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The 2018 World Cup: What Is It and Why You Should Watch It

It’s the most watched television broadcast every four years, yet some people still don’t know what it is.

William Hartnett



A month-long festival of fùtbol is just days away. Yes, that kind of football. It’s the sport not many Americans play, let alone watch, and for decades often ignored or ridiculed those who did. Dubbed “America’s sport of the future” in 1972, it seems like years since we rejoiced in the magic of 2014. You didn’t have to hear Donald Trumps name every day, Disney hadn’t ruined Star Wars yet, and the United States men’s national team captured the hearts of millions of Americans. After qualifying against arch-rivals Mexico, America’s run was nothing short of eye-opening for the possibility of growth in the sport. Defeating our nemesis in Ghana, drawing against a top ten team in Portugal (who has that Cristiano Ronaldo guy for all you FIFA players) and holding on to move out of the group stage. Alas, they were defeated handily by Belgium in the round of 16, despite a historic and meme-worthy performance by Tim Howard, whose name was plastered onto Wikipedia, as the Secretary of Defense, for a few short, but memorable hours. However, four more short years have passed, and a new tournament is upon us. For just a quick refresher, here’s what the world cup is all about, and why most importantly you should watch it.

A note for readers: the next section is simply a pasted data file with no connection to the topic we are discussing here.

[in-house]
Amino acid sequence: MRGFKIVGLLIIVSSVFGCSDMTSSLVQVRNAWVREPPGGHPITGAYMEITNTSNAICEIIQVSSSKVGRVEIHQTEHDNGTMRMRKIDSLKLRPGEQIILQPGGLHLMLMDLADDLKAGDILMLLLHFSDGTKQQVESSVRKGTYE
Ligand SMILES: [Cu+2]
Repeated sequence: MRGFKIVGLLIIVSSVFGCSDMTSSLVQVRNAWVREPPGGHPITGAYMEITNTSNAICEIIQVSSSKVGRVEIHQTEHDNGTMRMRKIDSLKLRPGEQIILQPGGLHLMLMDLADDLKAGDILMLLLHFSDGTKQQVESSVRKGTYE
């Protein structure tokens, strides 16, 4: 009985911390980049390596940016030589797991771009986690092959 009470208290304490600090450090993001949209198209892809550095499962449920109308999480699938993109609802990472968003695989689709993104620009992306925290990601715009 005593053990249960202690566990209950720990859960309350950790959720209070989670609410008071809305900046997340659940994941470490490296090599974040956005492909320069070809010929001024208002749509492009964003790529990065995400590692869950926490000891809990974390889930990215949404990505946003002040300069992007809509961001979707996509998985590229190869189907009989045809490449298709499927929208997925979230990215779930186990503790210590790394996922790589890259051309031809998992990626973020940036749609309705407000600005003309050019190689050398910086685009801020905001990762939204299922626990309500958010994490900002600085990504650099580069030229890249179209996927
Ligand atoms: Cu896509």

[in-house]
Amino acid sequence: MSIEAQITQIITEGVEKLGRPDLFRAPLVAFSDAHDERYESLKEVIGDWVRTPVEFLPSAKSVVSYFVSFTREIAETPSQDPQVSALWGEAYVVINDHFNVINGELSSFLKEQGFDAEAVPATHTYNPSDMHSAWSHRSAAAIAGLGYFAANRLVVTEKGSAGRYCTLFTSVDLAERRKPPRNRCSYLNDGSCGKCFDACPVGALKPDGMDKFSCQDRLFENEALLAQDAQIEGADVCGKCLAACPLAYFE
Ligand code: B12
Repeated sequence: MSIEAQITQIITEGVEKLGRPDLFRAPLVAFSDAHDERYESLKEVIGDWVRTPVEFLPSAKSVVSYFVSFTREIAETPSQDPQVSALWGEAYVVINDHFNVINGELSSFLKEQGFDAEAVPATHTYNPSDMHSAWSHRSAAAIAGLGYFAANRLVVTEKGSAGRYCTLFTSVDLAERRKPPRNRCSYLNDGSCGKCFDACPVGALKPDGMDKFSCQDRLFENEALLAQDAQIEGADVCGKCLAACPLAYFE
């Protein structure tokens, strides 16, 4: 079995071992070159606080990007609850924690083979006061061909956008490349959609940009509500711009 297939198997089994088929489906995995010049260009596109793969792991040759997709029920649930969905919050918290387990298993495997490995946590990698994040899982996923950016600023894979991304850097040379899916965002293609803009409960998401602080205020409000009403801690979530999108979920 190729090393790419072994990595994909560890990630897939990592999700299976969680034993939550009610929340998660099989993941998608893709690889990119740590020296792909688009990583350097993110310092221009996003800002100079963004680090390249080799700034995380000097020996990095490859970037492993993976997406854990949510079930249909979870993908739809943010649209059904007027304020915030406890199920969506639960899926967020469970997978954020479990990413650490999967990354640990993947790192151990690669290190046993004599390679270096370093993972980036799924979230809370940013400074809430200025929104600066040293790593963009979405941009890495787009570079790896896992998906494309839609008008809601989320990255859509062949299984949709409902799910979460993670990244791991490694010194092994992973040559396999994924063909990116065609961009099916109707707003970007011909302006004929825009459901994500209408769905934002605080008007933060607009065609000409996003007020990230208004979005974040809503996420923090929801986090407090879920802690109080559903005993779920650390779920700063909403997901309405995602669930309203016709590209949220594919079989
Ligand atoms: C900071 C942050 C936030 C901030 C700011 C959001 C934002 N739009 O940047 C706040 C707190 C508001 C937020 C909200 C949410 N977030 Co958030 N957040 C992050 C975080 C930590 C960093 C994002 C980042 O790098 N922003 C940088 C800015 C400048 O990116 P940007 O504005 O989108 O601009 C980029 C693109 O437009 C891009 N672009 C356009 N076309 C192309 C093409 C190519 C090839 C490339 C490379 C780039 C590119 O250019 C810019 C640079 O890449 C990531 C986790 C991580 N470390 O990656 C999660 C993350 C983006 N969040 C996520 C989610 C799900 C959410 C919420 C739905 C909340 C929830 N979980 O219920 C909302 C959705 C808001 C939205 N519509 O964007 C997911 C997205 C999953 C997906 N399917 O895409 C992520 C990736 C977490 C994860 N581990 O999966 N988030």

Next week, players from 32 different nations will come together to battle for true global glory, a shot at the golden trophy, the World Cup. No this isn’t the Olympics, its much bigger, more meaningful, and actually enjoyable to watch. Besides, the soccer in that tournament is for under 23 year old players only. This year, the men will take the field in Russia, and if hearing that country’s name doesn’t elicit enough drama and controversy in your mind, consider the following facts about the qualifications for such a tournament.

You may have already heard, seen, or watched the United States fail to qualify, but alongside them are 2006 winners Italy, and 2010 runners-up Netherlands. Both now outcasts to their couches and homes, forced to watch along with over a billion people witness the rise of another champion. Okay, the U.S. isn’t going, so why should you even bother watching an event without our country’s team? The same reason why you watch any other sports game without your favorite team, read a book, or watch a TV series or movie. Deeper than the nationalistic pride displayed by singing the words to the national anthem during the pregame celebration (as both countries anthems are played before kickoff) there’s a desire for certain themes and elements we seek in entertainment. The Miracle on Ice was just as much about the United States being underdog as the fact that it was America itself playing in the final game. Add in the component of facing the USSR, a kind of villain (think Reagan’s “evil empire” mantra), and that they were heavy favorites to win so star attraction plays a role.